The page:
The report also said that a comparison between the GE13 electoral roll and the electoral roll for 2017’s first quarter showed that the Chinese voters’ projection has already fallen by over one percentage point in seven states and in 79 of the 165 seats in the peninsula.

Going by current trends, the projection is that the number of non-Malays will continue to drop further, with some saying that by 2050, there could be 80% bumiputras and just 15% Chinese and about 5% Indians.

In 2014, 75.5% from the live birth total were bumiputras, followed by Chinese, at only 14% with Indians 4.5%, and others 6%.

Based on calculations, the Chinese birth rate at 1.4 babies per family in 2015 from 7.4% in 1957 means that their position in Malaysia will fall from 24.6% in 2010, 21.4% in 2015 to 18.4% or less in 2040.

In the 2013 elections, realising that it is the majority Malay votes that will tip the scale, the DAP readily tied up with PAS, hoping they would be able to capture Putrajaya. The DAP aggressively pushed the Chinese to vote for PAS, and many did willingly, but the pact failed to materialise. PAS paid a heavy price for sleeping with the enemy, because the rural Malays simply couldn’t accept the Rocket.

A random survey on PAS’ core voter base – rural Malays – by online portal FMT, found that many viewed its alliance with the “kafir” party DAP suspiciously.

PAS emerged a major loser in the 13th general election, managing to grab only 21 of the 73 parliamentary seats it contested. It even lost Kedah. In the 2008 polls, it secured 23 parliamentary seats.

PAS president Datuk Seri Abdul Hadi Awang must have found his dabbling with danger a painful one. It didn’t help that the relationship between the DAP and PAS had soured following the elections.

Fast forward to 2018. The DAP, again, is explicitly aware the Chinese cannot hope to dump Umno without the Malays, so a new pact with PKR, Parti Pribumi Malaysia and Parti Amanah Negara has been forged.

It is even prepared to drop its iconic Rocket symbol, its organising secretary Anthony Loke admitting the Malays are wary of it.

The test now is whether the Malays in the rural areas will accept the idea of having Tun Dr Mahathir Mohamad and Lim Kit Siang, whom the former had demonised the past 30 years of his political life, as emblems of a party taking care of their interest.

If no Malay tsunami materialises, and if the Chinese, again, place their chips on the Opposition – which seems to be the sentiment currently in urban areas – then, it will be the third consecutive elections in which the Chinese would have bet on the losing side.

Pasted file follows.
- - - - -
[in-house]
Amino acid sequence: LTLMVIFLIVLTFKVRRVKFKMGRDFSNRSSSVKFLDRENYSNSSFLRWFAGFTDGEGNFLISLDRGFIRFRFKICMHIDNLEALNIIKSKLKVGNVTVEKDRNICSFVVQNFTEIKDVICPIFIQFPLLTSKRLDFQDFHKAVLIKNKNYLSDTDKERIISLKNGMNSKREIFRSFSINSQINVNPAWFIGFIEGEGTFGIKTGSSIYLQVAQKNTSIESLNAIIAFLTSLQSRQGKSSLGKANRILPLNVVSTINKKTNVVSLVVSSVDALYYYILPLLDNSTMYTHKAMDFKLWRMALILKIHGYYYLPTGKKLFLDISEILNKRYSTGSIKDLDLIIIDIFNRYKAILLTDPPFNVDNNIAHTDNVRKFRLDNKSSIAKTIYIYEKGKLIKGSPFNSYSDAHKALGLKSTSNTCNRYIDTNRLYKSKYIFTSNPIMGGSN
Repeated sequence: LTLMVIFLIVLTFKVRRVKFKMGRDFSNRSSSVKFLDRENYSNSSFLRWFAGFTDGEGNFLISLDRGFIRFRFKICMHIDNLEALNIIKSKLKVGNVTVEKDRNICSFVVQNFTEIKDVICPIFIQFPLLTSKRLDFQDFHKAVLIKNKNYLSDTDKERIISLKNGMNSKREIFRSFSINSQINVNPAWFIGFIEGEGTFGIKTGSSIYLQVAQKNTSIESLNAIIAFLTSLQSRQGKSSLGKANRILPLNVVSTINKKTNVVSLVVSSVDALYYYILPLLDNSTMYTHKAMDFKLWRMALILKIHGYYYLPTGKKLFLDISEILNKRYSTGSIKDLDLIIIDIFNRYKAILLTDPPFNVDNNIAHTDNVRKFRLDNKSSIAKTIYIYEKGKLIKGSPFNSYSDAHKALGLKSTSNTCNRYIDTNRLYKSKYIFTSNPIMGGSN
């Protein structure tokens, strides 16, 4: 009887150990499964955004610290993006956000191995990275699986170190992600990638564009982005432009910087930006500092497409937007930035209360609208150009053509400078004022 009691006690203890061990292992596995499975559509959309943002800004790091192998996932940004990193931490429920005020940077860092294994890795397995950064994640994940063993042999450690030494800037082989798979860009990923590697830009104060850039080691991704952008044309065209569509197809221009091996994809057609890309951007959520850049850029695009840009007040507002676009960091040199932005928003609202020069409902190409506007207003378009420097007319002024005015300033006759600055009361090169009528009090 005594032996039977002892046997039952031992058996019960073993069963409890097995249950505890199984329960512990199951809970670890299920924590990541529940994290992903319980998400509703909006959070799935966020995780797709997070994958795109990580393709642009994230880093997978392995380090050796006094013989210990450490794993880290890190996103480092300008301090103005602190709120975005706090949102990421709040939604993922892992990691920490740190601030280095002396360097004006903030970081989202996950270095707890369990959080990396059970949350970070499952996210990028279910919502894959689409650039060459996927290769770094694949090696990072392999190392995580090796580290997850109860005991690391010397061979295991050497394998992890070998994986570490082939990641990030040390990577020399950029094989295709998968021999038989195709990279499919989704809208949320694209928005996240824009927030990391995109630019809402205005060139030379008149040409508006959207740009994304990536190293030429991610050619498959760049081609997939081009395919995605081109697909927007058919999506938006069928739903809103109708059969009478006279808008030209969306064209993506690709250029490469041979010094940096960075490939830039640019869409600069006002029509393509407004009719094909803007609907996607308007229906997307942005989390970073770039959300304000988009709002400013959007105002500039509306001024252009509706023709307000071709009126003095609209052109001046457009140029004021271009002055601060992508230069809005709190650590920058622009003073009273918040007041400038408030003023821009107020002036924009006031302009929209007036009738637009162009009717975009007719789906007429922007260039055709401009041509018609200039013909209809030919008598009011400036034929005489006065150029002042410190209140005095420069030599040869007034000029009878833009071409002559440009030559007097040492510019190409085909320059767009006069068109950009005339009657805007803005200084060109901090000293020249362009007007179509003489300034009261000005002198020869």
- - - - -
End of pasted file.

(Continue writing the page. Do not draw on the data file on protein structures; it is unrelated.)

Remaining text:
The implications will be far-reaching for the community, especially if the Chinese representation in the government is weakened or non-existent when it involves legislation with religious overtones. It will also mean the possibility of being cut off from the mainstream involvement in crucial policy making and areas of development.

More so with whispers of a tie up between Umno and PAS, in some form, after the general election.

If the Barisan continues to get the mandate, as expected, DAP could end up occupying the biggest seats on the opposition bench since the rest of the Malay parties are generally untested, with PKR the exception.

Not many city folk, with the rising political temperature, want to hear or accept that this is simply a fight in the rural Malay heartland. Reality check: it will be the Malays and bumiputras who will have our fate in their hands.


By Wong Chun Wai, who began his career as a journalist
in Penang, and has served The Star for over 27 years in various
capacities and roles. He is now the group’s managing director/chief
executive officer and formerly the group chief editor.

On The Beat made its debut on Feb 23 1997 and Chun Wai has penned the column weekly without a break, except for the  occasional press holiday when the paper was not published. In May 2011, a compilation of selected articles of On The Beat was published as a book and launched in conjunction with his 50th birthday. Chun Wai also comments on current issues in The Star.